12 — Botany and Ormiston Times, Thursday, February 12, 2015 www.times.co.nz SELL YOUR HOME FROM $699 PHONE 0800 003 001 BEACHLANDS WEBID11614 Call the owner on PH 09 550 9735 MOB 022 5300 149 OPEN HOME Sat/Sun 1-2pm Auction on site - 2pm Sun 22 Feb (unless sold prior) 28 Blakewell Place CONTEMPORARY FAMILY LIVING 127970 OPENING DOORS Learning about pioneers New immigrants are encouraged to share Kiwi history BY MARIANNE KELLY ■ AS A heritage village steps up its promotion efforts, it’s looking to the community of new immigrants settling in the south-east. Max Heron, chairman of the board that manages the Howick Historical Village, talks of the day eight buses carrying members of the North Shore Chinese Club pulled up at the village gates. “ We want to build on that, giving our new immigrants an appreciation of how things were in our pioneering days,” he says. “ The village’s pull is wider than just Howick.” Charged with the task is the newly-appointed manager, Ian Day, who took up the full-time position on January 12. One of his key roles is taking over the job handled for the past 12 months by a volunteer “internally-generated revenue committee”, established to work on ways of increasing traffic through the gates. Mr Day has a masters’ degree in museum and heritage studies and has completed a collections management paper. His most recent appointment was a short-term contract as collections care co-ordinator for the West Australian Goldfields, advising the museum/heritage sector covering six shires across an 800 kilometre stretch from Southern Cross to Wiluna. Mr Heron says the long-term aim is to position the Howick facility as the Auckland Historical Village. A major initiative, he says, is to be regionally funded rather than by the Howick Local Board. “ We have a strong education department here. Students come from Albany to Pukekohe and Howick ratepayers fund it. “ We call ourselves Howick because that’s how it started. When the Howick Historical Society started acquiring buildings from around the region, it changed to the Howick and Districts Historical Society, part of which is this village.” Mr Day will pursue the Auckland Council’s new grants policy for heritage and regionally- based activities, a task that doesn’t faze him. “I have trained as a museum director and at the end of the day dealing with the council will be dealing with people. I never let anyone’s title or track record scare me.” Challenges of the job, he says, include maintenance of the buildings and the collections, along with maintaining the existing team spirit. “At this point it’s about putting in innovation to enhance the village without destroying what has already been done. “I acknowledge the hard work people have put in for years.” He expects to build on the large volunteer base and professional approach, also being committed to a certain period of history and not taking liberties. COLUMNIST Living with amazement ONE of the things about living in our part of the super-city is that we’re under the flight paths of the large planes approaching Auckland International Airport. We are also under the flight path of a remarkable bird, the bar-tailed godwit. This drab-coloured lover of muddy harbours, with its long beak and legs, flies all the way from New Zealand to Alaska in the United States and back again, every year. Their departure time is during March. So, if people keep their eyes skyward over the next few weeks, they may see hundreds of godwit, in long straggles, hurtling between their feeding grounds on either side of the narrow Auckland isthmus. They might hear their excited chatter as the birds get ready for their incredible northward journey to breed on the arctic tundra. Bird migration is shrouded in wonderful mystery. Our increasing knowledge of how these little creatures do what they do only increases the wonder of it all. When I see one of the big, chattering godwit skeins flying over my house I stand still in amazement. We need amazement in our daily lives. The routines and anxieties of life can turn us into drab people, just doing the same old thing day after day. But, if we keep our ears and eyes open, in the midst of it all, we will notice things, such as a little flower in the footpath, an elderly person’s smile, or a blazing sunset. I invite people to look out for one ‘amazement’ each day, and to give thanks for it all. – By Reverend Bruce Keeley, former co-vicar at All Saints Anglican Church in Howick GOOD With Rev Bruce Keeley Feel ZERO WASTE Waste education stations THE Annual Waitangi Day Family Celebrations at the Barry Curtis Park was a zero-waste event for the second year in a row. The zero-waste initiative was possible with $7000 funding from the Howick Local Board. It aimed at reducing the amount of waste going to landfill by encouraging better sorting and recycling of waste. “ The sheer size and popularity of the event gives our zero- waste message a significant impact. We are leading the way as one of the biggest zero waste events in the region,” said John Spiller, Howick local board member. “Last year we managed to divert 82 per cent of the event’s waste from the landfill, exceeding our target of 70 per cent.” The zero-waste activity at the Waitangi Day Family Celebrations included 11 waste education stations through the grounds to help attendees sort waste correctly into compost, recycling or landfill—and know the difference as to what goes where. The zero-waste initiative reflects Auckland Council’s goal to achieve zero-waste by 2040. Ian Day THIS is that time of the year when a lot of immigrants, namely students, get fresh offtheboattotakeonanew adventure in the land of plenty. New Zealand, which has been promoted overseas as a safe haven, free from crime and punishment and pollution, is a natural magnet for those seeking a better life. An ideal work-life balance along with a stable government and a good healthcare system ticks all the boxes for those seeking a better lifestyle. For some reason or other, the subject of immigration is always in the news. While the Ministry of Ethnic Affairs talks about the diversity that enriches the country bringing with it different skill sets and cultures, there are those who complain that their jobs are being threatened. However, when you look at the bigger picture, the fact remains that a small country like New Zealand needs migrants to contribute to its economic development. With a big chunk of baby boomers set to retire, there is a huge gap in the skill set. At this point of time, New Zealand is competing with Canada, Europe, Australia, the United Kingdom and United States to attract a skilled workforce that is needed right now. Immigration New Zealand policy has a strong focus on short-term and long-term labour market shortages like, for instance, the one in Christchurch. Not many realise that education is one of our largest exports and brings in millions of dollars. Unlike some countries where the attitude of the locals can be coloured with racial discrimination, Kiwis by nature are welcoming and laid back which gives New Zealand a distinct advantage – even if it is perched at one end of the world. – Saif Shaikh, managing director Immigration Advice New Zealand Ltd, is a highly skilled migration specialist who will answer questions on immigration in a fortnightly column The bigger picture MATTERS With Saif Shaikh Immigration 166 Harris Rd, East Tamaki, Auckland. Phone: 09 272 4424 email: firstname.lastname@example.org www.immigrationadvicenz.com PARTNERSHIP Attracting new migrants THE Auckland Council, Auckland Tourism Events and Economic Development (ATEED) and Immigration New Zealand (INZ) are joining forces to attract and retain skilled migrants to the super-city. The Auckland Regional Partnership Agreement is a three- year plan that will see the trio work together on shared priorities. “Skilled migrants have a critical role to play in Auckland’s economy,” says Mayor Len Brown. “Likewise, strong relationships between the council group and government agencies are also immensely important to making Auckland the economic powerhouse New Zealand needs us to be.” ATEED chief executive Brett O’Riley adds: “The attraction and retention of skilled migrants is necessary to sustain and stimulate economic growth. “It’s important for the transfer of knowledge and skills that provides an acceleration for growth.” The new partnership will see INZ lead central government relationships while the council and ATEED will lead those with local and regional stakeholders.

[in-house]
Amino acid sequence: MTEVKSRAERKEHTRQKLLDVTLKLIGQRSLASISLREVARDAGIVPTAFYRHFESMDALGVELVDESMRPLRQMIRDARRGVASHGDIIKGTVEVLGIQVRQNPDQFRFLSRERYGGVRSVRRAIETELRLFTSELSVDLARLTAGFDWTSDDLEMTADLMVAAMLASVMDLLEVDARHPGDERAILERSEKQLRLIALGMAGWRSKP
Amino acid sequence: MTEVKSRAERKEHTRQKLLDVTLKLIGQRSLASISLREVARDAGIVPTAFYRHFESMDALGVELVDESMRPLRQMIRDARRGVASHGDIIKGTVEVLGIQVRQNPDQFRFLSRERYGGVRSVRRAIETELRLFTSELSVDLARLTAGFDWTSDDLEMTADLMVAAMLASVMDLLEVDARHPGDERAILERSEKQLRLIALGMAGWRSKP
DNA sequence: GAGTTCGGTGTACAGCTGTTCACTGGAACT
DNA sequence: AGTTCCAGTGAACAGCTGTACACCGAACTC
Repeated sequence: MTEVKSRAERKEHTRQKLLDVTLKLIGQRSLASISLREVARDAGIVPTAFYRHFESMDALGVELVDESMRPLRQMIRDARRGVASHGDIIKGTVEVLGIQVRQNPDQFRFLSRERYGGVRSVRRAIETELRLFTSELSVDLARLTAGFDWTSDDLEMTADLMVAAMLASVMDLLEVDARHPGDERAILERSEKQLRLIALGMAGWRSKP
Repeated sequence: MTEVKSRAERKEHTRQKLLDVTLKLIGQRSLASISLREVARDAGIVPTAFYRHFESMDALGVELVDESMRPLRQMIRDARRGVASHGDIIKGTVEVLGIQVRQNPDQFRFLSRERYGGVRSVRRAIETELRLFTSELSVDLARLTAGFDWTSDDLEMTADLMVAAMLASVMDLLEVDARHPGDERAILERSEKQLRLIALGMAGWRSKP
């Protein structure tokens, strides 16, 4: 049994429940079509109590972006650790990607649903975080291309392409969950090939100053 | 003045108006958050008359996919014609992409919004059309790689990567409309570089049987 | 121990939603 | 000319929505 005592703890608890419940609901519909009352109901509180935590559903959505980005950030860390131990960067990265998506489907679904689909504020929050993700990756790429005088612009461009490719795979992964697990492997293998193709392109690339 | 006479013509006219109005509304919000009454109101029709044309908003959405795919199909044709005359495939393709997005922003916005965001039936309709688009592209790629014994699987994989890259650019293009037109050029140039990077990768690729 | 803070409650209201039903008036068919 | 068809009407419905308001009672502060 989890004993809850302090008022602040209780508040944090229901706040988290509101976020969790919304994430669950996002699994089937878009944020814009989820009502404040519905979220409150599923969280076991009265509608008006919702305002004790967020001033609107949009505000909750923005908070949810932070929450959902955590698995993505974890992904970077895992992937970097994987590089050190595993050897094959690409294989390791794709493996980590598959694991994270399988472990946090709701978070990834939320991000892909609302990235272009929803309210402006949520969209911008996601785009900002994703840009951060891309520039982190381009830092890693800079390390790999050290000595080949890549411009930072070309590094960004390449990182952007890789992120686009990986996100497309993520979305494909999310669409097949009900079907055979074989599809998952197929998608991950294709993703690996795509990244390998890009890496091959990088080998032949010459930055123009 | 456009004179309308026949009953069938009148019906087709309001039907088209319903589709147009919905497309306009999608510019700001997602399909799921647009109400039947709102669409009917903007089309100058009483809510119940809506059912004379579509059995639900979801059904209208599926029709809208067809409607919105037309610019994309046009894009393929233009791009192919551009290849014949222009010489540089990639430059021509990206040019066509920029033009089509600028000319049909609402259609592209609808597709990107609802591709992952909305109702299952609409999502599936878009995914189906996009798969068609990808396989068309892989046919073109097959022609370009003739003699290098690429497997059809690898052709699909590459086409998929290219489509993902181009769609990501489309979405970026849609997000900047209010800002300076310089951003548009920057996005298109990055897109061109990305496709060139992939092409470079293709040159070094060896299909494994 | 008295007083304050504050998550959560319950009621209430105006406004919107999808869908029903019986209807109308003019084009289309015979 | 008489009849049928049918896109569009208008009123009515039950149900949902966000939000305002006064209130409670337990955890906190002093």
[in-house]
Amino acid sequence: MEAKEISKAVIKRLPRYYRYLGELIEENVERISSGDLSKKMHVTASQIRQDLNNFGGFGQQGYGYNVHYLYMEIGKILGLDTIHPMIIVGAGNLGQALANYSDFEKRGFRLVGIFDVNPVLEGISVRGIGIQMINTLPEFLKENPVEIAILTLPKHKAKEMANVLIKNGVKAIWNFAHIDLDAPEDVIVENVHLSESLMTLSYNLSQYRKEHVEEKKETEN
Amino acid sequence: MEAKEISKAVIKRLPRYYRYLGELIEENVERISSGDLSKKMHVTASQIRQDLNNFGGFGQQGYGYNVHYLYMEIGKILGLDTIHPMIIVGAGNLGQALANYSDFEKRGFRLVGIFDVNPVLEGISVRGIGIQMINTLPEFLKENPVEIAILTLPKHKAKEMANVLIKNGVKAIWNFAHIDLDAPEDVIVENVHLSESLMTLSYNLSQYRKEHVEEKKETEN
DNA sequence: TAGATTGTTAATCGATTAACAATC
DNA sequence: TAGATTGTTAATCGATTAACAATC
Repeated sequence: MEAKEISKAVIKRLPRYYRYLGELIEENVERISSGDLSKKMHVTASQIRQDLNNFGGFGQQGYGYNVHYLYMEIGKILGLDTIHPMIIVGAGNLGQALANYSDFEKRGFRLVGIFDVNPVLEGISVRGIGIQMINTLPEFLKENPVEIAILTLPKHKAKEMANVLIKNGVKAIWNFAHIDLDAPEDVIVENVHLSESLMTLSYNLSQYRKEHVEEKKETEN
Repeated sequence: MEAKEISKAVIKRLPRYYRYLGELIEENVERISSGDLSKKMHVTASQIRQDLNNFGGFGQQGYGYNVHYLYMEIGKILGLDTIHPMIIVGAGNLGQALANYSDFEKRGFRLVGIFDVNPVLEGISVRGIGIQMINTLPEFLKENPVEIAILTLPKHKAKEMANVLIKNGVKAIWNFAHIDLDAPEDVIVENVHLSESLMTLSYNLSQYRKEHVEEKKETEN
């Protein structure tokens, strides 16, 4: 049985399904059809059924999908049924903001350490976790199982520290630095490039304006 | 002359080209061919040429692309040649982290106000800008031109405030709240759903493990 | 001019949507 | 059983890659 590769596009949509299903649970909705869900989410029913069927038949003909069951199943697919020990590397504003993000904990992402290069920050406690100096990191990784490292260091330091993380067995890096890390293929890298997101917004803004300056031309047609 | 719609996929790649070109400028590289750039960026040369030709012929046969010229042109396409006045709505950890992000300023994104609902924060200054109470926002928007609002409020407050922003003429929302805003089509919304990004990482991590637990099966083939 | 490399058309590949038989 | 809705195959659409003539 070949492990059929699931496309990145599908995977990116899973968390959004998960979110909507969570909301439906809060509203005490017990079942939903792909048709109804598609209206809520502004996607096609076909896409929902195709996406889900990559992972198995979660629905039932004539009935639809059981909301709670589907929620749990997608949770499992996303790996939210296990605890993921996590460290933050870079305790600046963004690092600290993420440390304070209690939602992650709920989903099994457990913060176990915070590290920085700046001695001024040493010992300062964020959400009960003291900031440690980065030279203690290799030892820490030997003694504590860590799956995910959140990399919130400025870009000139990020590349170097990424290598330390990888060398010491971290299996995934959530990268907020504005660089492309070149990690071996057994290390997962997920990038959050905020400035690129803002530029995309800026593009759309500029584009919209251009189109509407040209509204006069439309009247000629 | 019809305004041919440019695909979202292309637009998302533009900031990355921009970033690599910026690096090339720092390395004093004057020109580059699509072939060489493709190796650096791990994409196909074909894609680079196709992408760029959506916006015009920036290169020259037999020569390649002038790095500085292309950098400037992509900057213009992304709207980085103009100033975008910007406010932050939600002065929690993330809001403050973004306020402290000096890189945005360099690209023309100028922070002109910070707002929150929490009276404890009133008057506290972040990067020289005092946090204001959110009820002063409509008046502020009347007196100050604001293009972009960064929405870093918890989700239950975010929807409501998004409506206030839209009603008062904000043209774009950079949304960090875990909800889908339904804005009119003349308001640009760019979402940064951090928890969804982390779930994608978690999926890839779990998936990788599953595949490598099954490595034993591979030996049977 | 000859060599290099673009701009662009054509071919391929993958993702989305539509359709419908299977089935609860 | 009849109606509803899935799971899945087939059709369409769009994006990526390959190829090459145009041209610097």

Howick and Botany Times Thursday February 5 2015
Botany and Ormiston Times Thursday February 19 2015